In GPU-constrained times such as these, we must consider all sorts of PC users, including those who may be able to purchase a new CPU and motherboard much more quickly than a new graphics card, given the inflated prices GPUs continue to sell for.
The Ryzen 5 is equipped with AMD’s still-vibrant Radeon RX Vega architecture, this time in the form of a Vega 7 integrated graphics processor with seven onboard graphics cores.
Meanwhile, the Intel Core i5 will include the Intel UHD Graphics 770, the latest addition to Intel’s increasing series of “Iris Xe“-branded IGPs.
AMD has a clear advantage on the subject of coolers: Ryzen 5 purchasers get a Wraith Stealth air cooler with their purchase, but Intel Core i5 users will need to purchase a separate cooling fan compatible with the new LGA 1700 CPU socket.
AMD earns the point for the cost of adoption and total cooling needs when the power requirements of the two CPUs are considered.
3. Pricing Information and Availability
When it comes to cost, it’s reasonable to assume that you’ll pay the same amount for the CPU itself.
Intel recommends a maximum retail price of $299 for the Core i5, which is exactly the current retail price for the Ryzen 5.
For the same price, the Intel Core i5 surpasses the AMD Ryzen 5, but there is more to this tale. The initial platform entry cost is much greater with the Intel CPU. To maximize the processor’s performance, you’ll need a new motherboard, new DDR5 memory, and a new CPU cooler.
You must pay for the new chip if you’re updating an existing system to the Ryzen 5. This chip is compatible with current AMD motherboards and DDR4 RAM kits.
Indeed, AMD included a CPU cooler with the Ryzen 5, which is rather nice in and of itself if you want to overclock and push the CPU’s limitations beyond its factory settings.
They are both widely accessible on the market at the moment, with a decent quantity of stock available across many online merchants.
Overall, there is little competition here; the Intel Core i5 is a much quicker CPU in content production than the AMD Ryzen 5, even if there were a few instances when the processor did not fully use the Windows 10 schedule.
Apart from minor issues, the Intel Core i5 is the clear winner here. We addressed this in our evaluation of that chip, but this is the first consumer-facing desktop CPU in a long time that has made a concerted effort to bring much greater video production performance to the midrange.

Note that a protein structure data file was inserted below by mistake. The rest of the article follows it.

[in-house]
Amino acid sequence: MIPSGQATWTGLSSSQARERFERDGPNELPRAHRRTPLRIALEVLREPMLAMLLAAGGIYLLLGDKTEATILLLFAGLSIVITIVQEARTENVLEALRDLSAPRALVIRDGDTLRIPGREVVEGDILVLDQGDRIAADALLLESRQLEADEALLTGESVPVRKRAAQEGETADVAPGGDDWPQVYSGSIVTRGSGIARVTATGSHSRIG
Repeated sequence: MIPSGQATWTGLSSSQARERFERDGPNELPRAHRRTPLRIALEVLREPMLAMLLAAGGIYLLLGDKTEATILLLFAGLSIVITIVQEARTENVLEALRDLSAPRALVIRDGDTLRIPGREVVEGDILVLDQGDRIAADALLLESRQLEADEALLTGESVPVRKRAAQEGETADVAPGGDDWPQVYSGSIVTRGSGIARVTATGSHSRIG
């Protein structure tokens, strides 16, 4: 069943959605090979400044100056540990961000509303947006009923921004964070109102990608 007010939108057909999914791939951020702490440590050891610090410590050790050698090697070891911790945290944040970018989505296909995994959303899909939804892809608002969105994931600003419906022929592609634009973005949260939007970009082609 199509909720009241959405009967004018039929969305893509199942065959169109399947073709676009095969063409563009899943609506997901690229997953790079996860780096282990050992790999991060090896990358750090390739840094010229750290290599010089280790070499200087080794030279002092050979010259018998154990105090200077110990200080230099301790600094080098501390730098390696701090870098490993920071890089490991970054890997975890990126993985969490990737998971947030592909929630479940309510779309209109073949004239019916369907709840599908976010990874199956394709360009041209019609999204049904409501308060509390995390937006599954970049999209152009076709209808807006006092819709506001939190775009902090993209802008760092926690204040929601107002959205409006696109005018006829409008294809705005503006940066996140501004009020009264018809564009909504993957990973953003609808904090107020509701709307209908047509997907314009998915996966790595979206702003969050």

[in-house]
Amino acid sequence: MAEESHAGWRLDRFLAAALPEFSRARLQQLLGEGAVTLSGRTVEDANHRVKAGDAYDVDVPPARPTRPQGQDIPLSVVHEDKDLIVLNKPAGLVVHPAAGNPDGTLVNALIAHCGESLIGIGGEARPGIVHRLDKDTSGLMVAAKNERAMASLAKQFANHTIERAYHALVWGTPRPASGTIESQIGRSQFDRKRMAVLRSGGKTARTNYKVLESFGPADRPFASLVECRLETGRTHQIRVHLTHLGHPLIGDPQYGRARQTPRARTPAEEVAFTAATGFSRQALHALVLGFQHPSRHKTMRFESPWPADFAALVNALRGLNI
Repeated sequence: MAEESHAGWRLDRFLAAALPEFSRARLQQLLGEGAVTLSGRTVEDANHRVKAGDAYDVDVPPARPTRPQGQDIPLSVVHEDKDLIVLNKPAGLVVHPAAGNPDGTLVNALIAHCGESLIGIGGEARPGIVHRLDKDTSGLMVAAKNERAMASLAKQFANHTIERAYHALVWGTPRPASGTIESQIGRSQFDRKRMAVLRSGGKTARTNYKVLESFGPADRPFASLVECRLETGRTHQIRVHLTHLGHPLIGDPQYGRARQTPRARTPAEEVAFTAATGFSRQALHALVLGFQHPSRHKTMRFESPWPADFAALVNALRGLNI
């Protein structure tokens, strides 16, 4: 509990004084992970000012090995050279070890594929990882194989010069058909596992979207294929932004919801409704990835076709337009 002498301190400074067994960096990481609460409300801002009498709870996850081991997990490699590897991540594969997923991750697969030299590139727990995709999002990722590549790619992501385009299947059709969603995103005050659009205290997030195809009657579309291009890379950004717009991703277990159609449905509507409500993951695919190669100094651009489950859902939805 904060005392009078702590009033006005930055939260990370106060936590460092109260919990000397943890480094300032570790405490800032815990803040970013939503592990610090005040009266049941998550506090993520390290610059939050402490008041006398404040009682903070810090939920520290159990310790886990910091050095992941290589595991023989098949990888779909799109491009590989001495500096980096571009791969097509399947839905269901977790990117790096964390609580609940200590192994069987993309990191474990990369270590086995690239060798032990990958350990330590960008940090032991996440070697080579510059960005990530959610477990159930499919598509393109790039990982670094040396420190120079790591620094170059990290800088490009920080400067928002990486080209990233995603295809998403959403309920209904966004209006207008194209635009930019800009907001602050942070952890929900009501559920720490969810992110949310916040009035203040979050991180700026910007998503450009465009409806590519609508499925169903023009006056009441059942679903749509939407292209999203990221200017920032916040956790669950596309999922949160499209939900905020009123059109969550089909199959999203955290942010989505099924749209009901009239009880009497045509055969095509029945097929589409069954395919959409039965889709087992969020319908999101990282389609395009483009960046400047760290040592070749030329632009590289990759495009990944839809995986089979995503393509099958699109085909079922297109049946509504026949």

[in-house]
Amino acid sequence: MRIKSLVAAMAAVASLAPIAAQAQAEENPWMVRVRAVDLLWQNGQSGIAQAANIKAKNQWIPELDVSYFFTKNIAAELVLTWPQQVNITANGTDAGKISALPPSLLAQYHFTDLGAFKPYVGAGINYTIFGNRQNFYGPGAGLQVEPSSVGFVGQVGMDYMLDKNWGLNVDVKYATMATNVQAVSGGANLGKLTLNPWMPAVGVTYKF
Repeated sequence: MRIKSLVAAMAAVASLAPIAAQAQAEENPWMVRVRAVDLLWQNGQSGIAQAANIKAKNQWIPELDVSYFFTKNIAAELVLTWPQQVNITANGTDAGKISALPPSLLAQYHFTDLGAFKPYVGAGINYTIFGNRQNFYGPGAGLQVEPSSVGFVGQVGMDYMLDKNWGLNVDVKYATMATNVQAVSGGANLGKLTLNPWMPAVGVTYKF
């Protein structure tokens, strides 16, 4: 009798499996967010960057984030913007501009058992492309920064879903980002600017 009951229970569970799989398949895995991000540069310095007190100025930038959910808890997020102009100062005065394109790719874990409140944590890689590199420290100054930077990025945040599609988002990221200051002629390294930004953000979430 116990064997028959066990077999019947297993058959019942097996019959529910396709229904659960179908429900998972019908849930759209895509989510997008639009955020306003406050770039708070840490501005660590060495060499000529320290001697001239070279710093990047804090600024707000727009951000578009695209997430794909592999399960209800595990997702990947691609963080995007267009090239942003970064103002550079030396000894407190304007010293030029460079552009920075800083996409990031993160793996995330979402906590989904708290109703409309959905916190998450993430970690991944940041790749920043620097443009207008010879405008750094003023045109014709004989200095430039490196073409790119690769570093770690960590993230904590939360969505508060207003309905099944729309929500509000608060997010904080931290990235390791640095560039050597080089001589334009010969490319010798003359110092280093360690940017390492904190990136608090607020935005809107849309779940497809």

And although most will see the i5 as a gaming engine first and an amateur-level content generator second, the processor is more than capable of fulfilling both tasks as long as it operates on a Windows 11-compatible PC.
It’s self-evident that the transition to a new manufacturing technology has improved Intel’s competitiveness in content development on processors like the Core i5 compared to earlier generations.
However, that performance improvement does not come cheap, especially when the platform is very new. And isn’t that half the idea at this pricing point?
Until we see additional Alder Lake-compatible motherboards launched outside of the pricy Z690 chipset family, ownership of any of Intel’s 12th Gen processors will be expensive, making the “midrange” Intel Core i5 a more expensive proposition than it seems at first appearance. This guideline is reinforced further if you intend to use DDR5 RAM, as we did here.
Final Words in AMD Ryzen 5 vs Intel i5 CPUs
If you’re willing to pay a premium for platform entry, we believe the Intel Core i5 is a safer choice here.
This CPU will serve you well for many more years, and it is an excellent choice for both gaming and content development demands.
It easily outperforms the Ryzen 5 in its domain. The Intel Core i5 is our recommendation for the best CPU on the market right now if you can afford the additional cost.
That is not to imply the AMD Ryzen 5 is a subpar CPU. This CPU is also no slouch. While it is not as future-proof as the i5, it consumes less power and helps keep thermals under control. Moreover, it can work great for gaming rigs as well. It is a more cost-effective option that will serve you well.